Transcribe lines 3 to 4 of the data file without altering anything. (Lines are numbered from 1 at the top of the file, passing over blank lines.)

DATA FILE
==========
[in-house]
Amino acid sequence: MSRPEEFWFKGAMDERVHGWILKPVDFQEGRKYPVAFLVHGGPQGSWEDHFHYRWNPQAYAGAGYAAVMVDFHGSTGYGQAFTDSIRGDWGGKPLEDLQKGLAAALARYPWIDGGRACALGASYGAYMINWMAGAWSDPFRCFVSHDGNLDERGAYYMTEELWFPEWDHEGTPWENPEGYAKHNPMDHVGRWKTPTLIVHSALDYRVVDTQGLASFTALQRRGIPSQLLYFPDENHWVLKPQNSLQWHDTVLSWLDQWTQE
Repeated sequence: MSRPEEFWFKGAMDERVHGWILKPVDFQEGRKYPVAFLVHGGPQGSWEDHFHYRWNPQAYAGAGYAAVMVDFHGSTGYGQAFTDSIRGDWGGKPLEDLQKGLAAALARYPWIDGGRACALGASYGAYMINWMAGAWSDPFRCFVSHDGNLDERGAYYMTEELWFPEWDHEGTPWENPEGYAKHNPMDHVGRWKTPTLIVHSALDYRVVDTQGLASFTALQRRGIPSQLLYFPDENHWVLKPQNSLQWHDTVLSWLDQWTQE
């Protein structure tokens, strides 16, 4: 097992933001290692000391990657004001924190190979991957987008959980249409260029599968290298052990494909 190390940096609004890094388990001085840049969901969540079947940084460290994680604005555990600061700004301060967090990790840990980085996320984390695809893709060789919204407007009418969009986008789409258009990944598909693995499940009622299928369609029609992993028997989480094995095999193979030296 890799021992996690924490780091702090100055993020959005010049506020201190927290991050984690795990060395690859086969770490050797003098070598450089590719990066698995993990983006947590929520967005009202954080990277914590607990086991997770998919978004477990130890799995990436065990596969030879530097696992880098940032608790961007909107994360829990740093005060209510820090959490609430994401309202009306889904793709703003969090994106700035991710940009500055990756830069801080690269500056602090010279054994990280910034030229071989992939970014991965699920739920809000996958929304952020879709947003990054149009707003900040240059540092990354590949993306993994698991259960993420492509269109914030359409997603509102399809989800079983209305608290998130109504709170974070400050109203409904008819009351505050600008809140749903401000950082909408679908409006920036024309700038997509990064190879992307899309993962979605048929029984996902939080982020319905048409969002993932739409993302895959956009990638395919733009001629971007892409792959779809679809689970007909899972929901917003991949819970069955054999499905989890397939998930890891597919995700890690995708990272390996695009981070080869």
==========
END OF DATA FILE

Repeated sequence: MSRPEEFWFKGAMDERVHGWILKPVDFQEGRKYPVAFLVHGGPQGSWEDHFHYRWNPQAYAGAGYAAVMVDFHGSTGYGQAFTDSIRGDWGGKPLEDLQKGLAAALARYPWIDGGRACALGASYGAYMINWMAGAWSDPFRCFVSHDGNLDERGAYYMTEELWFPEWDHEGTPWENPEGYAKHNPMDHVGRWKTPTLIVHSALDYRVVDTQGLASFTALQRRGIPSQLLYFPDENHWVLKPQNSLQWHDTVLSWLDQWTQE
């Protein structure tokens, strides 16, 4: 097992933001290692000391990657004001924190190979991957987008959980249409260029599968290298052990494909 190390940096609004890094388990001085840049969901969540079947940084460290994680604005555990600061700004301060967090990790840990980085996320984390695809893709060789919204407007009418969009986008789409258009990944598909693995499940009622299928369609029609992993028997989480094995095999193979030296 890799021992996690924490780091702090100055993020959005010049506020201190927290991050984690795990060395690859086969770490050797003098070598450089590719990066698995993990983006947590929520967005009202954080990277914590607990086991997770998919978004477990130890799995990436065990596969030879530097696992880098940032608790961007909107994360829990740093005060209510820090959490609430994401309202009306889904793709703003969090994106700035991710940009500055990756830069801080690269500056602090010279054994990280910034030229071989992939970014991965699920739920809000996958929304952020879709947003990054149009707003900040240059540092990354590949993306993994698991259960993420492509269109914030359409997603509102399809989800079983209305608290998130109504709170974070400050109203409904008819009351505050600008809140749903401000950082909408679908409006920036024309700038997509990064190879992307899309993962979605048929029984996902939080982020319905048409969002993932739409993302895959956009990638395919733009001629971007892409792959779809679809689970007909899972929901917003991949819970069955054999499905989890397939998930890891597919995700890690995708990272390996695009981070080869």